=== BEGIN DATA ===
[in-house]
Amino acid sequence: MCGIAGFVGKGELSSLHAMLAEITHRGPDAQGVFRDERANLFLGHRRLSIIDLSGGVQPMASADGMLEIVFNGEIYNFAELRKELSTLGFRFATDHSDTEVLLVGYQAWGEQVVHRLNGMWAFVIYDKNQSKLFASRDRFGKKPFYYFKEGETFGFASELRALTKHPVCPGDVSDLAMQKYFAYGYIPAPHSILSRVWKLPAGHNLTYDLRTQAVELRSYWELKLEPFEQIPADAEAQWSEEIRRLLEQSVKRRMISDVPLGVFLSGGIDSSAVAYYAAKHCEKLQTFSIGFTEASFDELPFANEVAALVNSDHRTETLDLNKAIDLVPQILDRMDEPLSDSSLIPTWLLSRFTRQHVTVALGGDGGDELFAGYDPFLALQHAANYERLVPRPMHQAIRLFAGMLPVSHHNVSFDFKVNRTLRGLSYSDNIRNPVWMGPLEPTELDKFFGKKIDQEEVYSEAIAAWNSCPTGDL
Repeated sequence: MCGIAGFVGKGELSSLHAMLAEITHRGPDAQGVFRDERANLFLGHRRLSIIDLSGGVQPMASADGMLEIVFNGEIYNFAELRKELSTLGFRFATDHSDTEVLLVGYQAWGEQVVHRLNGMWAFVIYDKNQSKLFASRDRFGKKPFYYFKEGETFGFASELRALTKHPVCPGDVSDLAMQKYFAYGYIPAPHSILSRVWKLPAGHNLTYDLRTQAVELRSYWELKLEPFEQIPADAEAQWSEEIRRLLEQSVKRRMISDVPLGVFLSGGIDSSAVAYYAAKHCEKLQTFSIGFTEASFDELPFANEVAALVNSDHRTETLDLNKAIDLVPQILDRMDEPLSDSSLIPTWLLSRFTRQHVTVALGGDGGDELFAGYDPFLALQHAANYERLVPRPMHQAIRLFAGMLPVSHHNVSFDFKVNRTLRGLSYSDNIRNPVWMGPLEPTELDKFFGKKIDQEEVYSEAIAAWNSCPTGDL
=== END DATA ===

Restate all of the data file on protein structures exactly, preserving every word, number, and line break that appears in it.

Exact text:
[in-house]
Amino acid sequence: MCGIAGFVGKGELSSLHAMLAEITHRGPDAQGVFRDERANLFLGHRRLSIIDLSGGVQPMASADGMLEIVFNGEIYNFAELRKELSTLGFRFATDHSDTEVLLVGYQAWGEQVVHRLNGMWAFVIYDKNQSKLFASRDRFGKKPFYYFKEGETFGFASELRALTKHPVCPGDVSDLAMQKYFAYGYIPAPHSILSRVWKLPAGHNLTYDLRTQAVELRSYWELKLEPFEQIPADAEAQWSEEIRRLLEQSVKRRMISDVPLGVFLSGGIDSSAVAYYAAKHCEKLQTFSIGFTEASFDELPFANEVAALVNSDHRTETLDLNKAIDLVPQILDRMDEPLSDSSLIPTWLLSRFTRQHVTVALGGDGGDELFAGYDPFLALQHAANYERLVPRPMHQAIRLFAGMLPVSHHNVSFDFKVNRTLRGLSYSDNIRNPVWMGPLEPTELDKFFGKKIDQEEVYSEAIAAWNSCPTGDL
Repeated sequence: MCGIAGFVGKGELSSLHAMLAEITHRGPDAQGVFRDERANLFLGHRRLSIIDLSGGVQPMASADGMLEIVFNGEIYNFAELRKELSTLGFRFATDHSDTEVLLVGYQAWGEQVVHRLNGMWAFVIYDKNQSKLFASRDRFGKKPFYYFKEGETFGFASELRALTKHPVCPGDVSDLAMQKYFAYGYIPAPHSILSRVWKLPAGHNLTYDLRTQAVELRSYWELKLEPFEQIPADAEAQWSEEIRRLLEQSVKRRMISDVPLGVFLSGGIDSSAVAYYAAKHCEKLQTFSIGFTEASFDELPFANEVAALVNSDHRTETLDLNKAIDLVPQILDRMDEPLSDSSLIPTWLLSRFTRQHVTVALGGDGGDELFAGYDPFLALQHAANYERLVPRPMHQAIRLFAGMLPVSHHNVSFDFKVNRTLRGLSYSDNIRNPVWMGPLEPTELDKFFGKKIDQEEVYSEAIAAWNSCPTGDL